An interesting, and entirely underused character is fellow student Olga, who is clearly the bitchy one. You might expect her to be a constant presence, bullying the leads, or to turn out to be part of the coven. Instead the actress must have broken her ankle or something, because she vanishes 20 minutes in and is never seen again. Her personality is pretty interesting to think about. She's a forceful and mean girl, yet a word from the madames is enough to get her to play ball. It makes you think how much she's part of the coven. The lack of screetime actually helps paint a mysterious picture.
There is also the suspicious kid Albert (The dog clearly knows something's up with him, and tries to take action), who also disappears, the creepy butler, and a hunky male student. He seems nice enough, but the film has no romance. Quite a relief, really, since the film stands well without one. Perhaps that's a holdover from the characters originally being children.
Who the killer even is in an interesting mystery. Obviously it's the coven orchestrating the murders, but they are committed by an unseen figure. All we get a glimpse of are some cat-like eyes, and a hairy arm, making you wonder. Is it an actual character in the film? A monster? A psychic manifestation of evil?
The direction in Suspiria is superb, with the camera capturing many great angles and images. The lighting and colour go hand in hand to creating the film's unique atmosphere. The frames are awash in red, green, blue, and other rich colours. It does get a bit silly when you really think about it, like why does this taxi have a multicolour light? But that's easily overlooked when it turns out this good.
The set design is great too, and plays into the visuals. We have the academy's ornate front, the white and flowery head office, the almost surgical 'camp-out', and more. The set for the school was modelled after a real place, but Argento used a facade here. Naturally, since the board may object to the front of their school getting blown apart for a movie.
The effects in Suspiria are another high point, making for a masterwork in gore. The blood is bright red like paint, and it manages to convince in every scene, if a little rubbery in places.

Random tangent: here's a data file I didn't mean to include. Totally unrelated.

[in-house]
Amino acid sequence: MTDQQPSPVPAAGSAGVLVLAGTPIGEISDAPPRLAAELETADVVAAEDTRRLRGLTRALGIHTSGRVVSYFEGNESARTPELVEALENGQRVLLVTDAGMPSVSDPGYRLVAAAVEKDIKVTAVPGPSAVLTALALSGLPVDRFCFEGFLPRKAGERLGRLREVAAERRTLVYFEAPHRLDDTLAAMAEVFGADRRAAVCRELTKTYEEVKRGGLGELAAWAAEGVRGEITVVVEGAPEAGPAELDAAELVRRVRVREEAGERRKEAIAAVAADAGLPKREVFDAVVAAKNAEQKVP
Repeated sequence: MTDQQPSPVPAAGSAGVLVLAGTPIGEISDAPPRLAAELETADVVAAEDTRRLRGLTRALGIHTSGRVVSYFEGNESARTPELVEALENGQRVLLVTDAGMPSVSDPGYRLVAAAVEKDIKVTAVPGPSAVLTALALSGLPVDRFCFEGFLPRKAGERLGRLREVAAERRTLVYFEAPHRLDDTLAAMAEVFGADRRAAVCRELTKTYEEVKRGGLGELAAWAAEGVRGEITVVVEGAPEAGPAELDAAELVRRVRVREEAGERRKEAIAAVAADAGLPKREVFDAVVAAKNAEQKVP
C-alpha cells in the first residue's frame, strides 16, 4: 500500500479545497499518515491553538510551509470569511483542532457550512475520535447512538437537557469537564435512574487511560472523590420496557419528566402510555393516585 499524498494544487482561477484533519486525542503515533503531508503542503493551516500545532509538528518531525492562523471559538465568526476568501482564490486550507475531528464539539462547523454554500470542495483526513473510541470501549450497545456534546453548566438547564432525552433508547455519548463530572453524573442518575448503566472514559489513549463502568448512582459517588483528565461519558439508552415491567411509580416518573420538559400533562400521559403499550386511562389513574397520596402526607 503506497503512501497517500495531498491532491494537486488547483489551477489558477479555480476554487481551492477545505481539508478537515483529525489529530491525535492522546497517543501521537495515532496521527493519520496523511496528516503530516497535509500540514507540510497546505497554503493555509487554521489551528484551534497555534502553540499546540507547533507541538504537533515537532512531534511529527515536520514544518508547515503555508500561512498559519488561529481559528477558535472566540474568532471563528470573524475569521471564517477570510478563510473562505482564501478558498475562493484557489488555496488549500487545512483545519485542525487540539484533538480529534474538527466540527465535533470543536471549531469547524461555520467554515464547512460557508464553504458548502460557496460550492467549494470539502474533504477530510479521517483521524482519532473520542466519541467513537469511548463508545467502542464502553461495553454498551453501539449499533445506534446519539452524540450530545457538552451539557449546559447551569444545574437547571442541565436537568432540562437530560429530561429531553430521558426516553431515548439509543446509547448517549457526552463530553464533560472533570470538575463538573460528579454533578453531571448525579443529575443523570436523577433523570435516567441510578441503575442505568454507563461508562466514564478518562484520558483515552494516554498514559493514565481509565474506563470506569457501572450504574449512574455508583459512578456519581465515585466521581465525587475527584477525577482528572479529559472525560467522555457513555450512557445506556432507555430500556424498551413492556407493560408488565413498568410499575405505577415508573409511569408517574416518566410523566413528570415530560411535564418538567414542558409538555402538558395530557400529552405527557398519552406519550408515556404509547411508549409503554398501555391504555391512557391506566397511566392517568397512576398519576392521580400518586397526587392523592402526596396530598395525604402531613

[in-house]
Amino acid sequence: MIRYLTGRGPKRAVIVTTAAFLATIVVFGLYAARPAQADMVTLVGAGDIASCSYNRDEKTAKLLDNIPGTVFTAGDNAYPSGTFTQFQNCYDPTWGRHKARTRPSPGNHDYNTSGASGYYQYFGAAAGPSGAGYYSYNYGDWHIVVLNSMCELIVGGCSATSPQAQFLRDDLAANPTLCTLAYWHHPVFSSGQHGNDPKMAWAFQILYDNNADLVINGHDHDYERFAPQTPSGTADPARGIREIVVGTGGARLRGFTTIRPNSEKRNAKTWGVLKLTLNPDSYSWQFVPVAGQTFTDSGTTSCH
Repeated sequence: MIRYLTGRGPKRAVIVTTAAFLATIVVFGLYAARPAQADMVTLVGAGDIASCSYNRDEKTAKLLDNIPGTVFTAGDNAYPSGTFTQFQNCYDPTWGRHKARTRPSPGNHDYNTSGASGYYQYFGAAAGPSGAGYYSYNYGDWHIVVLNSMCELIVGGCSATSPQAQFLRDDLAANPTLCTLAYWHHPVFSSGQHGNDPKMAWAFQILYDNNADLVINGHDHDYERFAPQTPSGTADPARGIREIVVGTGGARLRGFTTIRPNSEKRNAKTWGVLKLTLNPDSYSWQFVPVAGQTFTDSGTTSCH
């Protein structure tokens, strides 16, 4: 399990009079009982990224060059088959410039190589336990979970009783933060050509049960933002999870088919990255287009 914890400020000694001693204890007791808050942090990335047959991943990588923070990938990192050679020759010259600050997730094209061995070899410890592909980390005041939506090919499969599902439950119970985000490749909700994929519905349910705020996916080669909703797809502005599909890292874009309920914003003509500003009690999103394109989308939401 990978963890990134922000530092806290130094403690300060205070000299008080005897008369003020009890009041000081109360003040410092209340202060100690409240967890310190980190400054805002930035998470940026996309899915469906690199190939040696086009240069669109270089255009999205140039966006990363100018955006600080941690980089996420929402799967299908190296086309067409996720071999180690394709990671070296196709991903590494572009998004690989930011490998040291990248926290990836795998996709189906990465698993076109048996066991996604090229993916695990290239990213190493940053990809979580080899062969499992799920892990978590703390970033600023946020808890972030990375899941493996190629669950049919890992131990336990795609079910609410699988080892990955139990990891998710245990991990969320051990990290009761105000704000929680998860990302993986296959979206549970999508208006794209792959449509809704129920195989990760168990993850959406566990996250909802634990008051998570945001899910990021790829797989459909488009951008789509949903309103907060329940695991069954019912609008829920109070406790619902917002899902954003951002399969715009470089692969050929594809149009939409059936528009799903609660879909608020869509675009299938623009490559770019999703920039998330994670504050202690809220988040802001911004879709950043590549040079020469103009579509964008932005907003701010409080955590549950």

My only complaint with the deaths is that they're not as evenly spaced out as they could've been, with only three death scenes over the course of 98 minutes. Thankfully any good horror movie can keep its audience entertained even if there's only a small body count.
The cast is great. Jessica Harper is an effective lead, and gets across personality, even if she is asleep a lot. Stefania Cassini does well as the supporting heroine, while Alida Valli and Joan Bennett are nicely bitchy as the villains. Playing Helena Markos (aka Mater Suspiriorum) was an old prostitute found on the streets of Rome. Vocally it was Daria Nicolodi who did the performance, to goofy effect. Hats off to the lady herself though, a non-actress at age 90 to be caked in prosthetics just for one scene! Udo Kier has a small but nice role, though sadly dubbed in the English version.Then again this straight-laced character may have been hard to take seriously if he spoke in Udo's distinct voice.
The score by Goblin is one of Suspiria's highlights. The music-box main theme is soft and eerie, fitting the tone perfectly. It's such a classic tune that it's found life outside/beyond the movie, and is often used in ballet or ice skating performances, even making an appearance at an Olympic game! Kudos to that team!
On the other side of the spectrum is the loud and chaotic 'death' theme, which keeps building in intensity as it goes. We also get assorted electronic twangs and buzzes. The most notable being the zweep zwoop rescoring of the main theme over the end credits. Whether these fit with the fairytale vibe the film's got going for it is up for debate. I think some of it works, though the ending theme is a bit much.
All these years later, Suspiria is perhaps Dario Argento's best film, and is still a unique entry into the genre. Well worth watching for any horror fans...